Suppose $p{\frak O}_K$ and $f(T)\in{\Bbb F}_p[T]$ factor into prime ideals and irreducibles respectively as

$$p{\frak O}_K={\frak P}_1^{e_1}\cdots{\frak P}_g^{e_g},\qquad f(T)=\pi_1(T)^{r_1}\cdots\pi_h(T)^{r_h}.$$

By Sun-Ze (aka the Chinese Remainder Theorem),

$$\frac{{\frak O}_K}{p{\frak O}_K}\cong\prod_{i=1}^g\frac{{\frak O}_K}{{\frak P}_i^{e_i}},\qquad \frac{\Bbb F_p[T]}{(f(T))}\cong\prod_{j=1}^h\frac{{\Bbb F}_p[T]}{(\pi_i(T)^{r_j})}.$$

A maximal ideal of a direct product is one in which all but one of the summands may contain anything, and that one coordinate contains elements from a maximal ideal of that summand's ring. Furthermore a maximal ideal of $R/P^v$ lattice-corresponds to a maximal ideal of $R$ containing $P^v$, which must be $P$ for $R={\frak O}_K,{\Bbb F}_p[T]$ and $P={\frak P}_i,(\pi_i(T))$ resp. Therefore

$$\{{\frak P}\mid p\}\cong{\rm MaxSpec}\left(\frac{{\frak O}_K}{p{\frak O}_K}\right)\cong{\rm MaxSpec}\left(\frac{{\Bbb F}_p[T]}{(f(t))}\right)\cong\{\pi\mid f\}$$

is a natural bijection. In particular this means $g=h$ (taking cardinalities above). Furthermore, the data $e_i$ and $r_i$ can respectively be read off of the factors ${\frak O}_K/{\frak P}_i^{e_i}$ and ${\Bbb F}_p[T]/(\pi_i(T))^{r_i}$ as the nilpotence of their unique maximal ideals, and the data $N({\frak P}_i)$ and $\deg\pi_i$ can be read off of the size of their unique residue fields. Yet further, if we pull back $(\pi_i(T))$ through the isomorphism and then lift back to ${\frak O}_K$ we obtain ${\frak P}_i=(p,\Pi_i(\theta))$, where $\Pi_i(T)\in\Bbb Z[T]$ is any representative of $\pi_i(T)\in{\Bbb F}_p[T]$. In summary, we have proved:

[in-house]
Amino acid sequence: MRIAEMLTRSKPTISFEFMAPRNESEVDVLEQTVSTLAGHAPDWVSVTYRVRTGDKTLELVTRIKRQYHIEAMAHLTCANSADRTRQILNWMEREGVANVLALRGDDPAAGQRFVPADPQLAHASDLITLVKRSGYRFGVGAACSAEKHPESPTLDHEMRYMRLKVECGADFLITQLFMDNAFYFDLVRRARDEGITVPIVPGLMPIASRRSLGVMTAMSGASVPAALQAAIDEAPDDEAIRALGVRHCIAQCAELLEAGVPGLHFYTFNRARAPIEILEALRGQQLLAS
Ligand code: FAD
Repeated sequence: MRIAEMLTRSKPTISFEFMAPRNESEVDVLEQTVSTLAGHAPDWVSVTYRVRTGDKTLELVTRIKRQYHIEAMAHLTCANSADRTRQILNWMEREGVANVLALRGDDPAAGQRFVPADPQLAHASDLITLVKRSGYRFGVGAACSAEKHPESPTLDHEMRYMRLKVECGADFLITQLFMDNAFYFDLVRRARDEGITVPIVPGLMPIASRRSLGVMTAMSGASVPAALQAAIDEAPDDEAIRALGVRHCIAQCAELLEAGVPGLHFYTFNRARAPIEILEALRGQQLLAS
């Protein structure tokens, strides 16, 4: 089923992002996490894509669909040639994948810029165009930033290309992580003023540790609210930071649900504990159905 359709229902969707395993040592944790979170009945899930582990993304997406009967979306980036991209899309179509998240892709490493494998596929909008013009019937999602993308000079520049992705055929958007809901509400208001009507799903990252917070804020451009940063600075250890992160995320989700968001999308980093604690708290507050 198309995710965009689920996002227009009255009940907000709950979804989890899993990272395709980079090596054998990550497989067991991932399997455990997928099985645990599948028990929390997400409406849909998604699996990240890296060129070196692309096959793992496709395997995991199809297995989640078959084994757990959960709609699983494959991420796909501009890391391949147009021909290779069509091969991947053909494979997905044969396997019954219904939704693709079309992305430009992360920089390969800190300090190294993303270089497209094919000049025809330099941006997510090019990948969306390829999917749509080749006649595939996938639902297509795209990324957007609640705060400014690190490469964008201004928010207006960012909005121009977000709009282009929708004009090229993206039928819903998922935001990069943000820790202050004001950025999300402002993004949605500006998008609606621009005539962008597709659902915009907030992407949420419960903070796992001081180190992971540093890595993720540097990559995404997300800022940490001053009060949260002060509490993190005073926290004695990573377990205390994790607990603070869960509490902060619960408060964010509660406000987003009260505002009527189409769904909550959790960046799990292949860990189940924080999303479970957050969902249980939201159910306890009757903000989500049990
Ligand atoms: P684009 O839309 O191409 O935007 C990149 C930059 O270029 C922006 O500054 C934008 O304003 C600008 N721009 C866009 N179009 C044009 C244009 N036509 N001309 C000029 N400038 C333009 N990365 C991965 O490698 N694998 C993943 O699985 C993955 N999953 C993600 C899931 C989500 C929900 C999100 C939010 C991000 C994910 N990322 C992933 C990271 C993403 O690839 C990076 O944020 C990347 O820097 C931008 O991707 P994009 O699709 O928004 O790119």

Theorem (Dedekind, Zolotarev). If $\theta$ is an integral primitive element of $K/\Bbb Q$ and a rational prime $p$ does not divide $\Bbb Z[\theta]$'s index in $K$'s integers, then $p$'s factorization in $K$ is the same shape as that of $\theta$'s minimal polynomial $f$ mod $p$. That is, there is a natural bijection between primes ${\frak P}\mid p$ and irreducibles $\pi\mid f$, and the ramification and residue data match up. Finally, ${\frak P}_i=(p,\Pi_i(\theta))$ for any representative $\Pi_i$ of $\pi_i$.

Sometimes ${\frak O}_K$ is not a simple extension of $\Bbb Z$ in which case no matter which $\theta\in{\frak O}_K$ we pick to work with, there will be primes (dividing the index) which this method does not tell us how to factor. The next thing to do would be to just pick a different $\theta'\not\in\Bbb Z[\theta]$, which is often helpful. But it turns out there are fields $K$ for which there exists a prime $p$ dividing every index $[{\frak O}_K:\Bbb Z[\theta]]$ for all $\theta\in{\cal O}_K$. Still, this method factors cofinitely many primes successfully, and establishes a fairly elegant correspondence between the two parallel worlds.